…Dallas Mayor Mike Rawlings’… city has taken in more than 1,400 refugees from around the world so far this year. He maintains that it’s the “the spirit of Dallas” to help refugees in crisis—not to turn them away.

“I’m very proud of the faith-based communities here in the Dallas area and citizens that are stepping up,” he says. “The practical matter of this is that refugees themselves do not cause us harm. There have been no terrorist attacks since 9/11 because of refugees.”

Though Mayor Rawlings believes that the Islamic State is an “evil” group that must be destroyed, he argues that turning away refugees out of fear could potentially embolden the terrorist organization.

“I think the infighting we’re having in the United States is problematic,” he says… It’s very important for leaders to be steely eyed, thoughtful, close their mouths at times, and do what’s right for the end objective.”

Taking a more open-minded stance on refugees and the other pressing issues of our time will ultimately produce a winning strategy…

…we can’t be so xenophobic that we shut ourselves off to everything else”… Read more here

Posted in Dallas/Fort Worth, right-wing, security/terrorism, Syrian, Texas, xenophobia/nationalism/isolationism | Tagged: , , , , , , , , | Leave a Comment »

Texas’ Effort to Block Syrian Refugees Proves Meritless

Posted by Christopher Coen on December 4, 2015


In an apparent act of admission that it is using the justice system to engage in political posturing, Texas today withdrew its request for a temporary restraining order to prevent the resettlement of Syrian refugees in the state. The state admitted that the US government had provided it with the information it sought – that is, nearly three weeks before filing the lawsuit.  In its court filings the IRC points out that it sent Texas officials a spreadsheet that it proposed resettling 200 to 250 Syrian refugee in Texas in fiscal year 2016 (a timeline showing events from November 16 is found at ABC News).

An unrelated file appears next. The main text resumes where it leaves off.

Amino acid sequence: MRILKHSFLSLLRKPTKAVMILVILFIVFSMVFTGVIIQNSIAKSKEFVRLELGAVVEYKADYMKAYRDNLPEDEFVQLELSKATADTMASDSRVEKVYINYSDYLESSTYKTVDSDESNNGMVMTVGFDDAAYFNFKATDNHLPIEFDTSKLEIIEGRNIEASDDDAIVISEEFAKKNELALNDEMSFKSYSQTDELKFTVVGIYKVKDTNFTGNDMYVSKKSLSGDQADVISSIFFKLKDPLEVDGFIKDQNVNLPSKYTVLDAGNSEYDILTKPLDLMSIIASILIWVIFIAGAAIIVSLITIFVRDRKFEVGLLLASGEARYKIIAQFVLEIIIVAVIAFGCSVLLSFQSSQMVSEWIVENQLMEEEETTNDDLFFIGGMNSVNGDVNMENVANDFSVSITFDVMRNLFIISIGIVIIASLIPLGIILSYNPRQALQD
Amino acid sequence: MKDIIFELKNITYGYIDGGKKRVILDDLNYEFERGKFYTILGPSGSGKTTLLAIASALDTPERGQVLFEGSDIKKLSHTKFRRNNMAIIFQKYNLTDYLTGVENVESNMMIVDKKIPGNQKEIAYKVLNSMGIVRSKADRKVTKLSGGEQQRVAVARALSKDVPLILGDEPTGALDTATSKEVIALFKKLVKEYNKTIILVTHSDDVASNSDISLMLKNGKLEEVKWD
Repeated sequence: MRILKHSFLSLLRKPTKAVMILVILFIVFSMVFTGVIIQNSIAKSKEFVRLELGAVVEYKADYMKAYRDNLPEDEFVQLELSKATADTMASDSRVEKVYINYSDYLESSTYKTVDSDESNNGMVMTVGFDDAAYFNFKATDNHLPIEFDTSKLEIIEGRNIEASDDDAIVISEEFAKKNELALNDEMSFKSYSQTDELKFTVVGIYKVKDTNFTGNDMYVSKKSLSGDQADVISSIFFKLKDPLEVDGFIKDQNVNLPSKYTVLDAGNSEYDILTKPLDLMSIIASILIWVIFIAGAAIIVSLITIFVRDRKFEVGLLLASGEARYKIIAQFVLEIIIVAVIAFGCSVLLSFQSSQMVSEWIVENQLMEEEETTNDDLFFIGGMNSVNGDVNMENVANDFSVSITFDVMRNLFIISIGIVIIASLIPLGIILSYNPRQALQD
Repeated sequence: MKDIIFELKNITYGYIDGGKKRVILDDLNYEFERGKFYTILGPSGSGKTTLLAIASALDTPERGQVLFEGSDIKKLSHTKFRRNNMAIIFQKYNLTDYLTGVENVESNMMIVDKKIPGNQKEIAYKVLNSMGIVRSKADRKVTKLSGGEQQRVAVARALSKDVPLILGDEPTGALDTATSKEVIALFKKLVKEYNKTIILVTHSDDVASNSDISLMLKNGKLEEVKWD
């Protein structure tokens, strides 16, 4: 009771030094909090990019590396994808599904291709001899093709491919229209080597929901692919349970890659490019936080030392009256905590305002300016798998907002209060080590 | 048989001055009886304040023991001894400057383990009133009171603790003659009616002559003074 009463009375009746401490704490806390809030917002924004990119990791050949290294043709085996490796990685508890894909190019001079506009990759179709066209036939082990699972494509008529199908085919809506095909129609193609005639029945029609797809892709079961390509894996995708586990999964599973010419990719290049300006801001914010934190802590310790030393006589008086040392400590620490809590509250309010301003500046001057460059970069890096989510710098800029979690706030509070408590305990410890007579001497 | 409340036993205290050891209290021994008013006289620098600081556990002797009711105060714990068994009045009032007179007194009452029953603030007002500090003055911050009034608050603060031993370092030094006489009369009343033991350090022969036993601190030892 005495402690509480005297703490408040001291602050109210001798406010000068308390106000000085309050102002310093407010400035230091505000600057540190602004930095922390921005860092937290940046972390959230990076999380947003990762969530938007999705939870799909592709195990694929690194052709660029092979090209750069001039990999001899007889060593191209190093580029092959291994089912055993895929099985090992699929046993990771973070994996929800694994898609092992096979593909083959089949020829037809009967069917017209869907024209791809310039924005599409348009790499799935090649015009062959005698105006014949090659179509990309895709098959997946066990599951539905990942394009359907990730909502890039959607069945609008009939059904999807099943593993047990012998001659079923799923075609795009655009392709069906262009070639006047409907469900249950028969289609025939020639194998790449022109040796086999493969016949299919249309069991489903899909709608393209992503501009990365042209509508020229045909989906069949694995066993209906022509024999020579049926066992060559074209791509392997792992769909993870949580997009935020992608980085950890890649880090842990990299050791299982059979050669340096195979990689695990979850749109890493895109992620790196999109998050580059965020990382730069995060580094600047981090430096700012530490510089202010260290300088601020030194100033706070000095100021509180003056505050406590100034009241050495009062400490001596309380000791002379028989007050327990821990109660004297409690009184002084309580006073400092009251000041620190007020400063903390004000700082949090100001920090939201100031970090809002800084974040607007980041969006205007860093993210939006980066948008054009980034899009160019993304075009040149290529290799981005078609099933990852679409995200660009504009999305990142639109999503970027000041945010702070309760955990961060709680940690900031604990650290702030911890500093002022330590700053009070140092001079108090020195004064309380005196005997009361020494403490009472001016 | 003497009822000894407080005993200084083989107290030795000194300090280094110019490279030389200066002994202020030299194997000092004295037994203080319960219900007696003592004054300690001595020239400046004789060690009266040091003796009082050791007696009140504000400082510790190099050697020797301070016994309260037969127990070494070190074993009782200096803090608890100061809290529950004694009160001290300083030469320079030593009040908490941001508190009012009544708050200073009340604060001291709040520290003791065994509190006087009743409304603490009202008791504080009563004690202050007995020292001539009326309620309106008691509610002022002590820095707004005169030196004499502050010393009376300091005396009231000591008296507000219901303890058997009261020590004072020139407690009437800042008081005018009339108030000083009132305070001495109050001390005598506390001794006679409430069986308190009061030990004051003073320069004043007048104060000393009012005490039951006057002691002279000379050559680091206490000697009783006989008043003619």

To save face the Texas Republican administration said it is still seeking an injunction against the federal government to require it to comply with its legal duty to consult with Texas in advance of resettling refugees. The US Justice Department said in its response that the Refugee Act of 1980 requires the government to regularly consult with states about the sponsorship process and distribution among states, but that there is no obligation to offer advance consultation about individual resettlement decisions. The Justice Department reiterated that the state has no legal authority to block the resettlement of government-approved refugees.

The response also called Texas’ fears over security unfounded and that Texas “has made no showing that these refugees pose any threat, much less an imminent one, to the safety or security of Texas residents or any other Americans. The federal government pointed out that refugee vetting is thorough and, on average, can take up to two years. Reuters has the details:

Texas on Friday withdrew its request for a temporary restraining order to prevent the imminent resettlement of 21 Syrian refugees into the state, saying the U.S. government had provided it with the information it sought on the group.

The move came just hours after the U.S. Justice Department filed papers in a federal court in Dallas, saying the state did not have the authority to act on national immigration policy and could not bar the refugees from resettling.

The relief agency that plans to resettle the Syrians in the coming days filed a separate motion at the U.S. District Court in Dallas, contending that Texas could not discriminate against refugees on the basis of nationality because that violates U.S. civil rights laws… Read more here

Posted in Dallas/Fort Worth, Dept. of Justice, IRC, Syrian, Texas, xenophobia/nationalism/isolationism | Tagged: , , , , , , , | Leave a Comment »

If New Jersey cuts off Church World Service, it will get funds elsewhere

Posted by Christopher Coen on November 30, 2015

New Jersey Governor Chris Christie is one of the 31 governors – 30 Republican – that have said they will not accept Syrian refugees. He directed the New Jersey Department of Human Services, which regrants federal resettlement funds to resettlement agencies, not to resettle any Syrian refugees. Some states have been using that position to threaten the agencies to get them to withhold services – something they have no legal authority to do. An official with Church World Service in Jersey City says his agency will find funds elsewhere if necessary. An article in Nonprofit Quarterly has more: